Southampton, sixth at the end of last season, lie eighth. West Brom, who finished 14th, are currently 13th.
A top four of Manchester City, Arsenal, Liverpool and Chelsea is hardly a footballing revolution. Much has changed in the Premier League, but much has not.
Even those teams at the top of the table have struggled to nail their selections in these early exchanges.
Antonio Conte at Chelsea, after his initial struggles, has switched to three at the back and appears to be finding a measure of success.
So too Arsene Wenger at Emirates Stadium, where for all the dismay at the lack of top strikers signed, the decision to push Alexis Sanchez up front has not only revitalised Theo Walcott but invigorated the entire team.
Liverpool boss Jurgen Klopp, apparently without workable options at left-back, has gambled on the versatility of James Milner and been rewarded.
Guardiola, unsure of how best to utilise Sergio Aguero - leaving him out of the Champions League tie against Barcelona and saying publically that he wants more from his striker - has not.
At Spurs, Mauricio Pochettino has for the first time had to deal with the extended absence of Harry Kane, who barely missed a game over his first two seasons in charge. While Son Heung-min has deputised with some success, £17m summer signing Vincent Janssen is yet to score in the Premier League as Pochettino's side have scored seven fewer goals than City and Liverpool.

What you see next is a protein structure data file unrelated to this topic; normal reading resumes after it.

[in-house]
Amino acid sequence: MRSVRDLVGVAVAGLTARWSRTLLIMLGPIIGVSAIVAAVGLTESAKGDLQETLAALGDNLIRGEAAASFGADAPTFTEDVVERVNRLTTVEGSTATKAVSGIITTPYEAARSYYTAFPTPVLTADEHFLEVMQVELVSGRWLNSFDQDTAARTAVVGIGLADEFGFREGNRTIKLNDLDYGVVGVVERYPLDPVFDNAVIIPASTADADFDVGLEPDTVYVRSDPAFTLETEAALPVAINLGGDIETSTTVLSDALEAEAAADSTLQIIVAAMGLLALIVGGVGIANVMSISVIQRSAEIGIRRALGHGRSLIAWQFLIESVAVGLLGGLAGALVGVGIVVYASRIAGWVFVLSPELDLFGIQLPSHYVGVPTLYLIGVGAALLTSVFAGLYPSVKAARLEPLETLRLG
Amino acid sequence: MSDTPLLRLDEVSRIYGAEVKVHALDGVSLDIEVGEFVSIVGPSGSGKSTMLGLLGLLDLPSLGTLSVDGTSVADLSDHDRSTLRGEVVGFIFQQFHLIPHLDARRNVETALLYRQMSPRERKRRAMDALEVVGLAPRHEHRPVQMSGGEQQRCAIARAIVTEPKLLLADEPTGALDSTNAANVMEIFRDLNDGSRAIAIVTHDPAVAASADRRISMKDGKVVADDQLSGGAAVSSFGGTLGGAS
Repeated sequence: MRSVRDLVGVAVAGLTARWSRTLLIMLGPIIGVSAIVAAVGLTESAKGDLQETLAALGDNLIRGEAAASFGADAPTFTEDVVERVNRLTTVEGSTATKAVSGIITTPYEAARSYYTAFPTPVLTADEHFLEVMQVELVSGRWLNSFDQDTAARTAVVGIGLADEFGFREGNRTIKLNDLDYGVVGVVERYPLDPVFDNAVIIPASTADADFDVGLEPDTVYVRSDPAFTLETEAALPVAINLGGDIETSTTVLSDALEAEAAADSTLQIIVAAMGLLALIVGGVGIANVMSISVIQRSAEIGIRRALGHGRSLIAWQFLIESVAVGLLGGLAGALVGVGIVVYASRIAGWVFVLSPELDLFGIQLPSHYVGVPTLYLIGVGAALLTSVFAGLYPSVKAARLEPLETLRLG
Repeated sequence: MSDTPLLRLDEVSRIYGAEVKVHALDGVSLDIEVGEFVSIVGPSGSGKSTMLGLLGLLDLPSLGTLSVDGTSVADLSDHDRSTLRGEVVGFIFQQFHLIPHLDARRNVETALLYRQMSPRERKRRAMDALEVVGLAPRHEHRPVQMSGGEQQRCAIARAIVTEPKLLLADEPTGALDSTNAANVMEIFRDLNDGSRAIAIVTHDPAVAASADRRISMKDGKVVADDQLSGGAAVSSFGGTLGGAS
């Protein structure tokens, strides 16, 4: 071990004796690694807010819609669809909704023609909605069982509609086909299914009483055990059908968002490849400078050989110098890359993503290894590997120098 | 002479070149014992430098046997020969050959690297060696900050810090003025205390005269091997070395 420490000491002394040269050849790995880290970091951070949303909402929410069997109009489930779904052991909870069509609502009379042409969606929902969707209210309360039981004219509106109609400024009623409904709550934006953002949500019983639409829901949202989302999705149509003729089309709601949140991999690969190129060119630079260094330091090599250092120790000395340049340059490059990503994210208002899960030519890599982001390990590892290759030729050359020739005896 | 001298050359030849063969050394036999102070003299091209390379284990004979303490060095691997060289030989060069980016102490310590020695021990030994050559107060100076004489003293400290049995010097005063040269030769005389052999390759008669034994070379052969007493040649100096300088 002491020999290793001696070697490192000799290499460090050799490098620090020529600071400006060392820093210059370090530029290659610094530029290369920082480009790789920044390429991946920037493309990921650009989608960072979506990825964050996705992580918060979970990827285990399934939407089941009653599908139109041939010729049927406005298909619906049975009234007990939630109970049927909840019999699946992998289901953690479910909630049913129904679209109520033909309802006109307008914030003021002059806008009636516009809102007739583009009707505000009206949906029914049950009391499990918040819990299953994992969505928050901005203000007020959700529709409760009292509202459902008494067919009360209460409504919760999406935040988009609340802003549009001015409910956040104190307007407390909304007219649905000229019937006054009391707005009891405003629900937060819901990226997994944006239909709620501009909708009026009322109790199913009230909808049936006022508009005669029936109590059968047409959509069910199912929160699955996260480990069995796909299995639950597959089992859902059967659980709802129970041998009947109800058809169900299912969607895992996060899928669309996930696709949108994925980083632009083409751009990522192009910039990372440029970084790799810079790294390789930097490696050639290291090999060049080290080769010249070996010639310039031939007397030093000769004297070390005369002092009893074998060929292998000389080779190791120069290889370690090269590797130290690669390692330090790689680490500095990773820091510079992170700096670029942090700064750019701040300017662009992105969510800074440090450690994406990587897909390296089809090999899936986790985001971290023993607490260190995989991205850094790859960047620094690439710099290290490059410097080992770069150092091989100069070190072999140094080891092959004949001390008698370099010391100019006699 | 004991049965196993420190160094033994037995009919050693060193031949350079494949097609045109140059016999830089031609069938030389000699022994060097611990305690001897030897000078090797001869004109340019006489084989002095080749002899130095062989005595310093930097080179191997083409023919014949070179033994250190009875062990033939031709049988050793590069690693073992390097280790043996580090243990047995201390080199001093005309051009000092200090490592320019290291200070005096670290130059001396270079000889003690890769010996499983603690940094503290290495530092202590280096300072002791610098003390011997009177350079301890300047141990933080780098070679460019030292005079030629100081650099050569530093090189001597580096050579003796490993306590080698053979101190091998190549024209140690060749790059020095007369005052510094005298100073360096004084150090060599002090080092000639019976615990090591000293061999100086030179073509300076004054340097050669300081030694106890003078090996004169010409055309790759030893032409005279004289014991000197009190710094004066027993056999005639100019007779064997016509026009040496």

Then there is the Wayne Rooney and Manchester United, a long-term relationship in the doldrums, an equation seemingly without an answer. And if it is bad for Rooney, what is it like for £26m Henrikh Mkhitaryan, Bundesliga player of the season last year but substituted at half-time in his only Premier League start thus far?
The Rooney and Mkhitaryan conundrums are only two reasons why Jose Mourinho, such a force of nature in his two spells at Chelsea, appears a man struggling to rekindle his love affair with the Premier League.
His comments this week, describing life in the Lowry Hotel in Manchester as "a bit of a disaster", were either a poor attempt at a diversion from United's uncertain form or a window into a world that was once all ego and ebullience.
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If some of that is understandable - when you've broken the world transfer record but are struggling to find either that player's most advantageous position or best form, give away goals against your former team within the first minute having not touched the ball and have produced your best result in only the EFL Cup - it is no less of a surprise.
In contrast, the similar demeanours of Slaven Bilic, Mike Phelan and David Moyes make complete sense: Bilic, struggling to cope with a team that began in freefall from the lofty heights of last season at a stadium none of their fans appear to want; Phelan, given his first permanent managerial position only to lose his very next game 6-1 at Bournemouth; and Moyes, who talked of relegation before August was out and has looked every inch a self-fulfilling prophecy in the weeks that have followed.